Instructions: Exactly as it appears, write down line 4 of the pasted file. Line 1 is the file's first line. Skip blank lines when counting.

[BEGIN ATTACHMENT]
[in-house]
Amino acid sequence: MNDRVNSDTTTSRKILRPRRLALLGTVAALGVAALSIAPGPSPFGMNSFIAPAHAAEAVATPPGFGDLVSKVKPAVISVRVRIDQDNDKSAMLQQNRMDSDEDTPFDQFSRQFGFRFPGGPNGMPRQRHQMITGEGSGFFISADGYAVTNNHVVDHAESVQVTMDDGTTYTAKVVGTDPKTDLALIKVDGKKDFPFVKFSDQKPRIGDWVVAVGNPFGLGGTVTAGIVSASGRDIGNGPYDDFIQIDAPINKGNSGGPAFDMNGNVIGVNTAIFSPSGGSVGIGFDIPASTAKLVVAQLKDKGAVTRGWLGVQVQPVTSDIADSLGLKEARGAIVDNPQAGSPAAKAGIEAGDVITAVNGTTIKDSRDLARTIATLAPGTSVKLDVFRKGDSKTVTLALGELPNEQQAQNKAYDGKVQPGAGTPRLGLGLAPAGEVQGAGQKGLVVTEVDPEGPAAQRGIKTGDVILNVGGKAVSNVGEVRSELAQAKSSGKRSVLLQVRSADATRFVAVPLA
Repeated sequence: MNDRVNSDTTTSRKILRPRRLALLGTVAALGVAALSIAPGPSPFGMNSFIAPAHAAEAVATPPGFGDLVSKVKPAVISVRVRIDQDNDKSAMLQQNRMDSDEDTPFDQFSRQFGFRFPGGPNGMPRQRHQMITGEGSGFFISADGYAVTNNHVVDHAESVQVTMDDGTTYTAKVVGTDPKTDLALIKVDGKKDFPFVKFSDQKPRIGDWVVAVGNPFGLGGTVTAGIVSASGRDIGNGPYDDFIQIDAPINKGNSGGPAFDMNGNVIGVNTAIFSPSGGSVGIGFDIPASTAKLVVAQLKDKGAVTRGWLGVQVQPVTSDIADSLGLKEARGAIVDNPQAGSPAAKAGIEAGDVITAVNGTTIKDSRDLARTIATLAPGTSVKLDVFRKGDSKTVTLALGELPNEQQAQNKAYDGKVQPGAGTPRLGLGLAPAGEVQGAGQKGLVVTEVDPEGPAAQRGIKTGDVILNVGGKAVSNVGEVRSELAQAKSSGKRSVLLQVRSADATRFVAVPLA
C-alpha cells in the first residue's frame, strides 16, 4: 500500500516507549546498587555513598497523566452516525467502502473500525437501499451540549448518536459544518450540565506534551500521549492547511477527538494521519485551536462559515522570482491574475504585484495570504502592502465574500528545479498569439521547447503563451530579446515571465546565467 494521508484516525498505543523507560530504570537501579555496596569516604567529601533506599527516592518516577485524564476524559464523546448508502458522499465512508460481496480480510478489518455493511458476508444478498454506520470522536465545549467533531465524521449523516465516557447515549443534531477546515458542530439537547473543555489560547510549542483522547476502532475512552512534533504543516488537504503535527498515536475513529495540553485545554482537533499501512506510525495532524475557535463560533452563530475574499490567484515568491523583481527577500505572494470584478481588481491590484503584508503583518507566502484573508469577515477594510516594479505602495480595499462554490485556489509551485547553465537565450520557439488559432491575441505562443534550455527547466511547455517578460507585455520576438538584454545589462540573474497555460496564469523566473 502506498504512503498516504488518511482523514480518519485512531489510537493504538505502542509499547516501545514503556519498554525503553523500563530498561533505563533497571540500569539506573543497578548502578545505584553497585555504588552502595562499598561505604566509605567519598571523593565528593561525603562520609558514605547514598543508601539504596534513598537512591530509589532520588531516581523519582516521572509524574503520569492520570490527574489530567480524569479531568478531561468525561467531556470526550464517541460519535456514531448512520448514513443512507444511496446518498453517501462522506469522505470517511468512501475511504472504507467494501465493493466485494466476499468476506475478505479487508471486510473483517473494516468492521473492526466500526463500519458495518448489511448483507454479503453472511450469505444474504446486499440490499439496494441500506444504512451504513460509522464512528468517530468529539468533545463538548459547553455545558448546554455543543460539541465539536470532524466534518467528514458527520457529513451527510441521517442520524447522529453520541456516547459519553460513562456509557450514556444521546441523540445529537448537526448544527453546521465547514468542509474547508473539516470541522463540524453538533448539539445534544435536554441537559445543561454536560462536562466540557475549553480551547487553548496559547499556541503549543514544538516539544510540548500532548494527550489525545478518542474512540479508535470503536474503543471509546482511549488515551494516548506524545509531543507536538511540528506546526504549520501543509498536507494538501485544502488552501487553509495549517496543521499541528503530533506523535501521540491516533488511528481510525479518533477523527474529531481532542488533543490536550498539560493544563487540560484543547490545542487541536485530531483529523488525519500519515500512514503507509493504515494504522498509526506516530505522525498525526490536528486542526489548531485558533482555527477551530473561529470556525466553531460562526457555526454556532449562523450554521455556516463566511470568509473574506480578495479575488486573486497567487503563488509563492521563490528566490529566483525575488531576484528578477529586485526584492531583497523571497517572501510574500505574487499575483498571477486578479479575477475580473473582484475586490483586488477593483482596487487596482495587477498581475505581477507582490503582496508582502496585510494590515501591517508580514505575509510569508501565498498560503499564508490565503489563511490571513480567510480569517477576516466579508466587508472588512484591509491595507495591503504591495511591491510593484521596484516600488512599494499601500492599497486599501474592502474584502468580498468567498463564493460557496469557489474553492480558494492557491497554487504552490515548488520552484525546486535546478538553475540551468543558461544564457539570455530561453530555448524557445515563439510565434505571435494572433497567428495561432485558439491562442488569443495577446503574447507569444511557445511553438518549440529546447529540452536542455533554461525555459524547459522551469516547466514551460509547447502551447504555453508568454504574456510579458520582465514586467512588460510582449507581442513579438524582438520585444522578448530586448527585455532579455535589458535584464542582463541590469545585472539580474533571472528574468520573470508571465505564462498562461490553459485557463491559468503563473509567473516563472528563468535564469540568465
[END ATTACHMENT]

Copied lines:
C-alpha cells in the first residue's frame, strides 16, 4: 500500500516507549546498587555513598497523566452516525467502502473500525437501499451540549448518536459544518450540565506534551500521549492547511477527538494521519485551536462559515522570482491574475504585484495570504502592502465574500528545479498569439521547447503563451530579446515571465546565467 494521508484516525498505543523507560530504570537501579555496596569516604567529601533506599527516592518516577485524564476524559464523546448508502458522499465512508460481496480480510478489518455493511458476508444478498454506520470522536465545549467533531465524521449523516465516557447515549443534531477546515458542530439537547473543555489560547510549542483522547476502532475512552512534533504543516488537504503535527498515536475513529495540553485545554482537533499501512506510525495532524475557535463560533452563530475574499490567484515568491523583481527577500505572494470584478481588481491590484503584508503583518507566502484573508469577515477594510516594479505602495480595499462554490485556489509551485547553465537565450520557439488559432491575441505562443534550455527547466511547455517578460507585455520576438538584454545589462540573474497555460496564469523566473 502506498504512503498516504488518511482523514480518519485512531489510537493504538505502542509499547516501545514503556519498554525503553523500563530498561533505563533497571540500569539506573543497578548502578545505584553497585555504588552502595562499598561505604566509605567519598571523593565528593561525603562520609558514605547514598543508601539504596534513598537512591530509589532520588531516581523519582516521572509524574503520569492520570490527574489530567480524569479531568478531561468525561467531556470526550464517541460519535456514531448512520448514513443512507444511496446518498453517501462522506469522505470517511468512501475511504472504507467494501465493493466485494466476499468476506475478505479487508471486510473483517473494516468492521473492526466500526463500519458495518448489511448483507454479503453472511450469505444474504446486499440490499439496494441500506444504512451504513460509522464512528468517530468529539468533545463538548459547553455545558448546554455543543460539541465539536470532524466534518467528514458527520457529513451527510441521517442520524447522529453520541456516547459519553460513562456509557450514556444521546441523540445529537448537526448544527453546521465547514468542509474547508473539516470541522463540524453538533448539539445534544435536554441537559445543561454536560462536562466540557475549553480551547487553548496559547499556541503549543514544538516539544510540548500532548494527550489525545478518542474512540479508535470503536474503543471509546482511549488515551494516548506524545509531543507536538511540528506546526504549520501543509498536507494538501485544502488552501487553509495549517496543521499541528503530533506523535501521540491516533488511528481510525479518533477523527474529531481532542488533543490536550498539560493544563487540560484543547490545542487541536485530531483529523488525519500519515500512514503507509493504515494504522498509526506516530505522525498525526490536528486542526489548531485558533482555527477551530473561529470556525466553531460562526457555526454556532449562523450554521455556516463566511470568509473574506480578495479575488486573486497567487503563488509563492521563490528566490529566483525575488531576484528578477529586485526584492531583497523571497517572501510574500505574487499575483498571477486578479479575477475580473473582484475586490483586488477593483482596487487596482495587477498581475505581477507582490503582496508582502496585510494590515501591517508580514505575509510569508501565498498560503499564508490565503489563511490571513480567510480569517477576516466579508466587508472588512484591509491595507495591503504591495511591491510593484521596484516600488512599494499601500492599497486599501474592502474584502468580498468567498463564493460557496469557489474553492480558494492557491497554487504552490515548488520552484525546486535546478538553475540551468543558461544564457539570455530561453530555448524557445515563439510565434505571435494572433497567428495561432485558439491562442488569443495577446503574447507569444511557445511553438518549440529546447529540452536542455533554461525555459524547459522551469516547466514551460509547447502551447504555453508568454504574456510579458520582465514586467512588460510582449507581442513579438524582438520585444522578448530586448527585455532579455535589458535584464542582463541590469545585472539580474533571472528574468520573470508571465505564462498562461490553459485557463491559468503563473509567473516563472528563468535564469540568465